Maya Angelou, Walt Whitman: Songs of Myself

September 19, 2012

As of today, “Still I Rise” has 743,494 views on YouTube.  There are 1,113 comments, some vituperative, including this one: “What the fuck kind of poetry is this? John Milton would rise from the dead to kill this bitch if he heard this shit. Dante would have to add a 10th circle of hell just for this simple-minded woman.”

Well, I have mixed feelings myself about the poem.  But maybe it’s “simple-minded” in the way that Whitman is: not ironic, not restrained, a poetry of declarative sentences propelled by the force of syntax.    Here’s Angelou: “You may trod me in the very dirt/ but still, like dust, I’ll rise.”   And here’s Whitman, famously: “I too am not a bit tamed,  I too am untranslatable,/ I sound my barbaric yawp over the roofs of the world.”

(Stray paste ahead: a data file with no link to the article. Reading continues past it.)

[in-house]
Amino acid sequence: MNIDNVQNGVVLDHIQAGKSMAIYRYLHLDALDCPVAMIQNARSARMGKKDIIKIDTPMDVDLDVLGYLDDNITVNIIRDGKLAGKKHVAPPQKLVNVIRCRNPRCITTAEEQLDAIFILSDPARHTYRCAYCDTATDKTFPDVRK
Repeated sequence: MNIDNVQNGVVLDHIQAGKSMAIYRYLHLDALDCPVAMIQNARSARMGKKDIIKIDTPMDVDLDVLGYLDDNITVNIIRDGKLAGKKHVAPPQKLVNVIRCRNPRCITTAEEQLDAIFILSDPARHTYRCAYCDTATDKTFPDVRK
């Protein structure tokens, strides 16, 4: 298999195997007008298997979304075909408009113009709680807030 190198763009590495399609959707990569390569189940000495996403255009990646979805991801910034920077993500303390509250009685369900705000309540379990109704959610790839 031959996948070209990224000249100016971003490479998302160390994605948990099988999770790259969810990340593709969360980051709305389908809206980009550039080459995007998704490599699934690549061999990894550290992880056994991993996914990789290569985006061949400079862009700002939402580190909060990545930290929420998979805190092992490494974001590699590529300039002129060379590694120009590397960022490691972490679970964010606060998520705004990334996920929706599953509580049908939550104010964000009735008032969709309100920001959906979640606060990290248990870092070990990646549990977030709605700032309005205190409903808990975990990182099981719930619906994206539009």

They are both singing songs of myself, it seems  – “songs” in quite a literal sense, relying on a particular combination of word and music.  Whitman loved Italian opera arias; Angelou had an album out in 1957 called “Miss Calypto.”  And maybe that’s how her poetry should be heard – as we would hear song lyrics, a linguistic form making affective rather than cognitive demands, and being more listened to for that reason.

There isn’t much scholarship yet on Angelou and Whitman.  But I’m proud to say that the two of them are mentioned in the same breath – in the song lyrics by Leo Logic – on the Rap Genius website, for all to hear.

About wcd2

Professor of English and American Studies
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